Tuesday, November 9, 2010

Hildegard Pepleau's Nursing School Yearbook from 1931

Hildegard Peplau 1931

See my photographs of Hildegard Pepleau's Nursing School Yearbook from 1931


Hildegarde Peplau’s Yearbook

Blog post by 
Those Emergency Blues 


Wednesday, August 25, 2010

University of Michigan School of Nursing Photograph 1960

Class of 1960

At Nursing Pins
Class Pin

This original 8in. by 10in. photograph of the class of 1960 was taken on June the 9th. for the newspaper. The caption from the paper is on the back "NATIONS LARGEST NURSING CLASS--And their formation indicates the school from which 159 nurses will graduate Saturday--the University of Michigan. The U-M school of nursing also is the nation's biggest, with a four-year program leading to a bachelor of science degree in nursing. Most of the nursing graduates (above) are posing together for the last time."

From the school's website: Since 1893, when the first six students graduated from the University Hospital program, the University of Michigan School of Nursing has been visionary in its research agenda and responsive to the health needs of the residents of Michigan and the nation. By 1941, the School of Nursing was fully established as a health sciences academic unit of the University. Today, the School consistently ranks among the top five schools of nursing in the United States providing national and international leadership in research, education and service. Improved nursing practice has been the hallmark of the University of Michigan School of Nursing since the first six students were admitted to the program in 1891. Patient and client care, combined with discovery from learning and research, have distinguished the School's progress to our current placement among the top five schools of nursing in any recognized ranking.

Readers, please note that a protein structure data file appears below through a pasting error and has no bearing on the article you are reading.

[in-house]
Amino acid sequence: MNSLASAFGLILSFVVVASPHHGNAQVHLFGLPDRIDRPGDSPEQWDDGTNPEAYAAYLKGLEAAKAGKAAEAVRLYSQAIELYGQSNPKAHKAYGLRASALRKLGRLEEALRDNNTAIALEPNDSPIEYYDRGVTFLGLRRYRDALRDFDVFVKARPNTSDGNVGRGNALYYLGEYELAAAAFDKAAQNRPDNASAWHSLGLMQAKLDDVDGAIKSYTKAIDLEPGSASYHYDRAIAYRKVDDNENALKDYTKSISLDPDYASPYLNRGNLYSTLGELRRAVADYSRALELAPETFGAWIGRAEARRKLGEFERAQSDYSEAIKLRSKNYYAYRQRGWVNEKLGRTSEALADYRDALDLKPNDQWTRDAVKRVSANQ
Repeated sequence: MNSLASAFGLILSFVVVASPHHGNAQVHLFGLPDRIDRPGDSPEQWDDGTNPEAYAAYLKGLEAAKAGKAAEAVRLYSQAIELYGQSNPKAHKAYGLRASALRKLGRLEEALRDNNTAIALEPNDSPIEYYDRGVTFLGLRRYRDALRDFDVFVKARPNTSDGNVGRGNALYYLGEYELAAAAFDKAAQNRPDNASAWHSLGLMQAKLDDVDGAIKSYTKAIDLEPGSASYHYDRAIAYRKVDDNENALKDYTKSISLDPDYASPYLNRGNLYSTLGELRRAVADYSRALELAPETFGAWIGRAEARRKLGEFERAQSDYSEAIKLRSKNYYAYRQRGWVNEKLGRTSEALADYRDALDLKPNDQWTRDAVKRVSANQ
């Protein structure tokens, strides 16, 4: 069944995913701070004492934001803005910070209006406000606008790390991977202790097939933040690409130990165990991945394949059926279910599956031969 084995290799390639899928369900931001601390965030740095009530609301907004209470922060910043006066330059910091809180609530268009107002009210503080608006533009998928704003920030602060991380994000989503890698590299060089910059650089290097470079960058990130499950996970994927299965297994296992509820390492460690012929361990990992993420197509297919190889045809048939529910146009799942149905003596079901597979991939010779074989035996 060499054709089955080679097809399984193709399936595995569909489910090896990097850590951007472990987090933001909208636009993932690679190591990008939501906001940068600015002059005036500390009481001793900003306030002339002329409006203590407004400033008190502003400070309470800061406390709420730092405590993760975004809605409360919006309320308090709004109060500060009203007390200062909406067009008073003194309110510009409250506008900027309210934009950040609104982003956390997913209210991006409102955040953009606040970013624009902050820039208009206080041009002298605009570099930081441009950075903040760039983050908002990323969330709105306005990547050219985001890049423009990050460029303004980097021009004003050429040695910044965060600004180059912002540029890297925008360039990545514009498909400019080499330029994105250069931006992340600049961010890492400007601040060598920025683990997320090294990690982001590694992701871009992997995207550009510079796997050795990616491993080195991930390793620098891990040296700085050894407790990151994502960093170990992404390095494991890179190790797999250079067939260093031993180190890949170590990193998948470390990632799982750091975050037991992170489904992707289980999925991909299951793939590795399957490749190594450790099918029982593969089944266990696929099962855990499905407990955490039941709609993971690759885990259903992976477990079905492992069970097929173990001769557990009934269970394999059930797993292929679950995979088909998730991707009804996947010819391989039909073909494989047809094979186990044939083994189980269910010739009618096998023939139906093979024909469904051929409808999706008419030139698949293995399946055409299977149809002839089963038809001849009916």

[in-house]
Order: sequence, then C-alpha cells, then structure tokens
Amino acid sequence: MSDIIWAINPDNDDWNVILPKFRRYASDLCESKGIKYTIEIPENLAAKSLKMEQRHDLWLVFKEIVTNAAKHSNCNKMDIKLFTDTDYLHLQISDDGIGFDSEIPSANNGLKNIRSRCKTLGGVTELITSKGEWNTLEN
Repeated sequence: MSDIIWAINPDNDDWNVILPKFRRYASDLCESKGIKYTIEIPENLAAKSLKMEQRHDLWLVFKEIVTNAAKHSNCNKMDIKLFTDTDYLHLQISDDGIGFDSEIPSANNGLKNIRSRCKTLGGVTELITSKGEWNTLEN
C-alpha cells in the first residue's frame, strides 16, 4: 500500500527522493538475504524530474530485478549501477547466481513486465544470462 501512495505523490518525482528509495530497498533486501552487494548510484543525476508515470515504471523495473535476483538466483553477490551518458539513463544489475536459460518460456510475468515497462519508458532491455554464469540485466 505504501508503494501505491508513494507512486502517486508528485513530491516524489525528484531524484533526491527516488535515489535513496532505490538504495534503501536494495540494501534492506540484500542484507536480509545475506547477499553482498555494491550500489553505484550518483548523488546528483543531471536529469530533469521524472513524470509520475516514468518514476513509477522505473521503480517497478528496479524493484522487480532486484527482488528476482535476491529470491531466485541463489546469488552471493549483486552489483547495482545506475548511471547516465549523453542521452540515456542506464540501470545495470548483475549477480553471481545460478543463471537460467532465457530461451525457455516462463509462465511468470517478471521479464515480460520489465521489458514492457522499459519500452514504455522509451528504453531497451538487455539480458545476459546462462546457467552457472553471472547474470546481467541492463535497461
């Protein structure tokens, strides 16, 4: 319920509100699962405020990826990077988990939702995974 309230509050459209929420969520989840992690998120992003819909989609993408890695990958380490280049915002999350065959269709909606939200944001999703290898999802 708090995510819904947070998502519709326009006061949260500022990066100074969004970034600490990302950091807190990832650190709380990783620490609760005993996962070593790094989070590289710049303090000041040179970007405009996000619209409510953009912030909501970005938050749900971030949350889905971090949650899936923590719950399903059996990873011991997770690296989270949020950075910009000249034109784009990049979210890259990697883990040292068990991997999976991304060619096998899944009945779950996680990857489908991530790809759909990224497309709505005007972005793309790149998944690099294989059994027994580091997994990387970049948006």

Class of 1945
 School Website 
                                                                            U.M on Facebook
 School Patch

Sunday, August 22, 2010

The Three Graduation Pins from Moline Public Hospital School of Nursing 1890-1990

Graduation Pins from Moline Public Hospital School of Nursing 1890-1990

The Moline Public Hospital Training School for Nurses was started on September 1, 1898, with two students and a matron on duty. On June 29, 1990, the Moline Public Hospital School of Nursing graduated its last two class (one a two-year class and one a three-year class.